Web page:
I love and respect too, the Sufis, but only know of them through Henri Corbin and Tom Cheetham’s works. Ultimately, even the monotheistic cosmologies, perhaps by virtue of their immediate comparison of the one God down to human world, leave room for an angelic realm, or lesser gods. It seems natural and compelling to me to include these realms as some form of accounting for mediation becomes necessary. Except for Buddhist cosmologies, where all is of the mind, leaving a very bleak and stark none-world (I am probably misrepresenting to some degree here), I can’t think of any cosmology that doesn’t breakdown into hierarchies of meditation.

    …and that brings us to your last point! Yes, a Hermaphroditic or hermetic perspective allows for the idea of mediation (Hermes was understood as a god that was the mediation, very distinct from the other gods), to be front and center, the essential function of exchange between the divine and human realms.

    So, it’s as if the One God can’t be spoken of, or experienced directly, and so, the specificity and articulation of the qualities of God cause the articulation lower realms, even if ultimately all is One. What would Plotinus say? 🙂

    Here is a link to one of Tom’s books that I wrote about: https://ptero9.com/2015/04/26/imaginal-love/

    ..and here: https://ptero9.com/2014/12/08/the-green-man/

    Liked by 1 person

  6. theburningheart

    Quite sometime ago maybe 2004, I was in contact with a professor who raised the flag of Henotheism, Friedrich Schelling coined the word, and Friedrich Welckerused it to depict primitive monotheism among ancient Greeks.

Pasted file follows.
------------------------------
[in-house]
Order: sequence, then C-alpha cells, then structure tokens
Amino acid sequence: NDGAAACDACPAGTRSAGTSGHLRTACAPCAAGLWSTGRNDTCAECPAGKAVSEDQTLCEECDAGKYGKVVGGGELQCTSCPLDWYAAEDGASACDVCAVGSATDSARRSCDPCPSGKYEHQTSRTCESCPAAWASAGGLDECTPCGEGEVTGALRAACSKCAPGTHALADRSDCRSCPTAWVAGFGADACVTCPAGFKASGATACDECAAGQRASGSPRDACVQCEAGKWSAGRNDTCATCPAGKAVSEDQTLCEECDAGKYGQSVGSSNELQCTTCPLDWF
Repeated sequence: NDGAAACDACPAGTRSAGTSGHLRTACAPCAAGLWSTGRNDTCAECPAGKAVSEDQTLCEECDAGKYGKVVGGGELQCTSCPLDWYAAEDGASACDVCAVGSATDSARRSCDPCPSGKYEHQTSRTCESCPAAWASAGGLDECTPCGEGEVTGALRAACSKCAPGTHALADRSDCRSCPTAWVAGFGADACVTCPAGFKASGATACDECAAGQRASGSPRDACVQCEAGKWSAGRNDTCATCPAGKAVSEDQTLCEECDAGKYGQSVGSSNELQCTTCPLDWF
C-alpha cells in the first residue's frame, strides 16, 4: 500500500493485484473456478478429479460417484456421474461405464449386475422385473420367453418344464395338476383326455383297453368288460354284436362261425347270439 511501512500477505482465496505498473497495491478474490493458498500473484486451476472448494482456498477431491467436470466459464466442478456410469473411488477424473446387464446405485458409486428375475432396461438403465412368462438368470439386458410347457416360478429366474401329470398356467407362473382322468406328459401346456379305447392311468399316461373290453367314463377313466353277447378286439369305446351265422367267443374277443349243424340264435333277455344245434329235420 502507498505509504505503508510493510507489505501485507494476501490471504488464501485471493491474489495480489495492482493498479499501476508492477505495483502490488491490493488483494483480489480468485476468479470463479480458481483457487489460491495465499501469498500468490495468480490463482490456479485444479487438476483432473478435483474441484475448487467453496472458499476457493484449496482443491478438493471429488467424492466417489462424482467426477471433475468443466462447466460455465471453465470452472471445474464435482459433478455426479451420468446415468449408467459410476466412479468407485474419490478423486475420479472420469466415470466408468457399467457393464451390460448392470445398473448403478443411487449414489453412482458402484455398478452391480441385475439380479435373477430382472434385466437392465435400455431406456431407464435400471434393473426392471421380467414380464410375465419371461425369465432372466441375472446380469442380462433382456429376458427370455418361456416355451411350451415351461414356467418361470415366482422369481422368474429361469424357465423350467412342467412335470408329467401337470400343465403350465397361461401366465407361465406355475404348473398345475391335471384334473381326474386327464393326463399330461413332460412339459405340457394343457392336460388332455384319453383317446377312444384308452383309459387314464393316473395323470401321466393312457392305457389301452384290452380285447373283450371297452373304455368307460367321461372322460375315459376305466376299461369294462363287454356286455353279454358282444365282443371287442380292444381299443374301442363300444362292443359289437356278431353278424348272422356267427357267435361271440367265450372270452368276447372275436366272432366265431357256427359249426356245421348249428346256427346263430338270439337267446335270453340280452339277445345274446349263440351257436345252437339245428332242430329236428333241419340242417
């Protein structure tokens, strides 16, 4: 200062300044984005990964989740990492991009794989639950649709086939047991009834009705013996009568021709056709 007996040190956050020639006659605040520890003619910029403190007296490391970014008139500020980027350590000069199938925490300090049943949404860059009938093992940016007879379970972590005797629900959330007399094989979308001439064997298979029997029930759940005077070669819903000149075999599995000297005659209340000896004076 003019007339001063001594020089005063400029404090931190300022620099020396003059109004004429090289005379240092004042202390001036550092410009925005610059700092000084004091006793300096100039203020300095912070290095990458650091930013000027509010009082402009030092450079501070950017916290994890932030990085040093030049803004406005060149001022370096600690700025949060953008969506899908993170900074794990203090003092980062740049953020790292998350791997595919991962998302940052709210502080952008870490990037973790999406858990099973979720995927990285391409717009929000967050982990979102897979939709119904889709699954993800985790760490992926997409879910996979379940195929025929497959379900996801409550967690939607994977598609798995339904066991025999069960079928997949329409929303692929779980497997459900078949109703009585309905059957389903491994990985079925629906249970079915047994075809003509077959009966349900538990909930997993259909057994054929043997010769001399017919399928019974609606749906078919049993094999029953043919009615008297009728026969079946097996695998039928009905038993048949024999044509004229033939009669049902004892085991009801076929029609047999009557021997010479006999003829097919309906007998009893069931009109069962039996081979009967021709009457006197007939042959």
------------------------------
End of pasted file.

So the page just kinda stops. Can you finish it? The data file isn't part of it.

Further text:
I didn’t rush to embrace his way of thinking, by the time very immersed on other studies, and had my on views on the matter somewhat clear.
    He contacted me actually, to set me straight on the matter, he was very learned, but realized his point of view come only from a Western oriented education, and he didn’t knew nothing, as for example of Islamic Tawhid.

    A key word to understand what Islam its all about it, its not only a subjective idea of one God, but a whole praxis, with practical implications of a way of living, as well as an esoteric, and exoteric view of the Universe, and ultimate Truth.

    No, I am not a Muslim, but quite clearly understand, and respect their point of view, also see truth, in diverse ways even of polytheistic origin, like Shamanism, and respect it, like Frithjof Schuon did, also known as Īsā Nūr al-Dīn in Islamic circles, even if criticized by some, of his own.

    On my blog I have post about Hinduism, Shamanism, Panpsychism, and Neopaganism, and for a while I have contemplated to contemplated to write more about it.



    Also remember writing about the Dionysian vs the Apollonian views.

    I am open to everything, however I must confess reading for many years Ibn Arabi the Shaykh al-Akbar, make me cautious against tirades against Monotheism, so common now day, just because patriarchal ideas, not really derived from Monotheism, but from tribal customs preceding Monotheism, unfortunately now married in their outward dress, in our outlook into Monotheism.

    Ignoring the 99 most sacred Names of God like Al Rahman, and Al-Rahim are one of the names of God in Islam, meaning “Merciful” Raheema. Rahema. Rahima: is a female Arabic given name meaning “kind or compassionate” Meaning the Female Womb.

    And how Ibn Arabi addressing God use indistinctly the Word She, or He.

    Facts that are not even known, in our Western oriented outlook, always ready to criticize Islam, and patriarchy.

    Yes, I agree, its time for patriarchy to be superseded for an Hermaphrodite view, of Hers/His, at least on its Immanent side. 🙂

    Liked by 1 person